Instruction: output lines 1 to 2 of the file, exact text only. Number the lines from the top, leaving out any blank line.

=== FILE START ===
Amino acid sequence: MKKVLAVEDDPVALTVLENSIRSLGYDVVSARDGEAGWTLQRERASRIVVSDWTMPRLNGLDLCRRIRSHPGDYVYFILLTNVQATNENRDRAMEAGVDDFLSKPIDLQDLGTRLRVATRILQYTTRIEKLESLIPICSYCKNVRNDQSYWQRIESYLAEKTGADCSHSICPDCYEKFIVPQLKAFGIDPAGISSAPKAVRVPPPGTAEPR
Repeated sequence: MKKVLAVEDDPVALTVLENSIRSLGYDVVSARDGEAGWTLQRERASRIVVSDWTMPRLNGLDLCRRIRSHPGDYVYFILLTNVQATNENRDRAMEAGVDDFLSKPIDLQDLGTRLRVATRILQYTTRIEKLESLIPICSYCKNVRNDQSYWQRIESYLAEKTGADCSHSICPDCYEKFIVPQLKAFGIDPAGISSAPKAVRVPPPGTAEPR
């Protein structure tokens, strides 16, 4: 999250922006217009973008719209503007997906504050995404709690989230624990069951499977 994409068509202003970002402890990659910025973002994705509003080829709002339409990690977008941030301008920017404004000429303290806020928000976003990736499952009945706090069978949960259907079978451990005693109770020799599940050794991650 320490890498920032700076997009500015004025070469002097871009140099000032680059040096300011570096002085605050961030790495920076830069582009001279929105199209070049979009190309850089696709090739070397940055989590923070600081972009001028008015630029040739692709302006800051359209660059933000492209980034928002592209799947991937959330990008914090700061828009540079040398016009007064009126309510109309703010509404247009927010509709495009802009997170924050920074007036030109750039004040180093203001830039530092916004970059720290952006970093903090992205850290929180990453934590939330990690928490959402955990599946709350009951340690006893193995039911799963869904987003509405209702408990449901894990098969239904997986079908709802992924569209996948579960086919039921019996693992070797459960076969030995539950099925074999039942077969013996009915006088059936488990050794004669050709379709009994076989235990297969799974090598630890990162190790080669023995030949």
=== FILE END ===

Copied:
Amino acid sequence: MKKVLAVEDDPVALTVLENSIRSLGYDVVSARDGEAGWTLQRERASRIVVSDWTMPRLNGLDLCRRIRSHPGDYVYFILLTNVQATNENRDRAMEAGVDDFLSKPIDLQDLGTRLRVATRILQYTTRIEKLESLIPICSYCKNVRNDQSYWQRIESYLAEKTGADCSHSICPDCYEKFIVPQLKAFGIDPAGISSAPKAVRVPPPGTAEPR
Repeated sequence: MKKVLAVEDDPVALTVLENSIRSLGYDVVSARDGEAGWTLQRERASRIVVSDWTMPRLNGLDLCRRIRSHPGDYVYFILLTNVQATNENRDRAMEAGVDDFLSKPIDLQDLGTRLRVATRILQYTTRIEKLESLIPICSYCKNVRNDQSYWQRIESYLAEKTGADCSHSICPDCYEKFIVPQLKAFGIDPAGISSAPKAVRVPPPGTAEPR